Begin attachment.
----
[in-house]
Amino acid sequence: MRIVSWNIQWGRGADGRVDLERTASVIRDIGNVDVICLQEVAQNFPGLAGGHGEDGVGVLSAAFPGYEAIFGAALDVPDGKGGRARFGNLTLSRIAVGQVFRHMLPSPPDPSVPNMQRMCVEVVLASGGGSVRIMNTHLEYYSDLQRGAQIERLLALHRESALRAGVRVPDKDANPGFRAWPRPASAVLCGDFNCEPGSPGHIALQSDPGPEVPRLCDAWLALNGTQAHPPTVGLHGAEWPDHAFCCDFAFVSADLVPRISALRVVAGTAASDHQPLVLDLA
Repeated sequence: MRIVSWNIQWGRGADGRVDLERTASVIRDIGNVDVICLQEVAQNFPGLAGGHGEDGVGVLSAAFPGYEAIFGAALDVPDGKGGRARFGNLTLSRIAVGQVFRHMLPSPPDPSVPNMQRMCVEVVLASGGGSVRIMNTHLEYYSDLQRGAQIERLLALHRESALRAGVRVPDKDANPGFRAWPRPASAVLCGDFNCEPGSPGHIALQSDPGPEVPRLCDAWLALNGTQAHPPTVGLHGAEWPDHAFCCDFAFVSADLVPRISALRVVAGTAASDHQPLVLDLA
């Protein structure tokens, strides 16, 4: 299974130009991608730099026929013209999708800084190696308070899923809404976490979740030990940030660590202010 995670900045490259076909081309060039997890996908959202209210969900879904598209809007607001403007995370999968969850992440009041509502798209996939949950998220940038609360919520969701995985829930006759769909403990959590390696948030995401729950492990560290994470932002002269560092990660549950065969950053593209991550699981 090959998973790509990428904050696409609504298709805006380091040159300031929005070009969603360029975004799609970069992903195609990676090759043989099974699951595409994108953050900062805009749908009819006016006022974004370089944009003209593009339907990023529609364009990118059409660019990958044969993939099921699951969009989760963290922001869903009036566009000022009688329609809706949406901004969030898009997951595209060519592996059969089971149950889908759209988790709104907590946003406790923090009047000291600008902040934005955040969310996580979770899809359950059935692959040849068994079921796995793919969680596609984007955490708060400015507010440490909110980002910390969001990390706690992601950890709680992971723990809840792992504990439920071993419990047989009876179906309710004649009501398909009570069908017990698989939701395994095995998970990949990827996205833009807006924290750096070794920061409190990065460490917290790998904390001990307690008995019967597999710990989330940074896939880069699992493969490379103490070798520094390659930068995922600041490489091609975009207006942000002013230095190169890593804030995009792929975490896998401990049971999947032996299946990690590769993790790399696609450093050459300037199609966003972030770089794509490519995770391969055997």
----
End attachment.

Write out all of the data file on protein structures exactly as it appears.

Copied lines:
[in-house]
Amino acid sequence: MRIVSWNIQWGRGADGRVDLERTASVIRDIGNVDVICLQEVAQNFPGLAGGHGEDGVGVLSAAFPGYEAIFGAALDVPDGKGGRARFGNLTLSRIAVGQVFRHMLPSPPDPSVPNMQRMCVEVVLASGGGSVRIMNTHLEYYSDLQRGAQIERLLALHRESALRAGVRVPDKDANPGFRAWPRPASAVLCGDFNCEPGSPGHIALQSDPGPEVPRLCDAWLALNGTQAHPPTVGLHGAEWPDHAFCCDFAFVSADLVPRISALRVVAGTAASDHQPLVLDLA
Repeated sequence: MRIVSWNIQWGRGADGRVDLERTASVIRDIGNVDVICLQEVAQNFPGLAGGHGEDGVGVLSAAFPGYEAIFGAALDVPDGKGGRARFGNLTLSRIAVGQVFRHMLPSPPDPSVPNMQRMCVEVVLASGGGSVRIMNTHLEYYSDLQRGAQIERLLALHRESALRAGVRVPDKDANPGFRAWPRPASAVLCGDFNCEPGSPGHIALQSDPGPEVPRLCDAWLALNGTQAHPPTVGLHGAEWPDHAFCCDFAFVSADLVPRISALRVVAGTAASDHQPLVLDLA
């Protein structure tokens, strides 16, 4: 299974130009991608730099026929013209999708800084190696308070899923809404976490979740030990940030660590202010 995670900045490259076909081309060039997890996908959202209210969900879904598209809007607001403007995370999968969850992440009041509502798209996939949950998220940038609360919520969701995985829930006759769909403990959590390696948030995401729950492990560290994470932002002269560092990660549950065969950053593209991550699981 090959998973790509990428904050696409609504298709805006380091040159300031929005070009969603360029975004799609970069992903195609990676090759043989099974699951595409994108953050900062805009749908009819006016006022974004370089944009003209593009339907990023529609364009990118059409660019990958044969993939099921699951969009989760963290922001869903009036566009000022009688329609809706949406901004969030898009997951595209060519592996059969089971149950889908759209988790709104907590946003406790923090009047000291600008902040934005955040969310996580979770899809359950059935692959040849068994079921796995793919969680596609984007955490708060400015507010440490909110980002910390969001990390706690992601950890709680992971723990809840792992504990439920071993419990047989009876179906309710004649009501398909009570069908017990698989939701395994095995998970990949990827996205833009807006924290750096070794920061409190990065460490917290790998904390001990307690008995019967597999710990989330940074896939880069699992493969490379103490070798520094390659930068995922600041490489091609975009207006942000002013230095190169890593804030995009792929975490896998401990049971999947032996299946990690590769993790790399696609450093050459300037199609966003972030770089794509490519995770391969055997």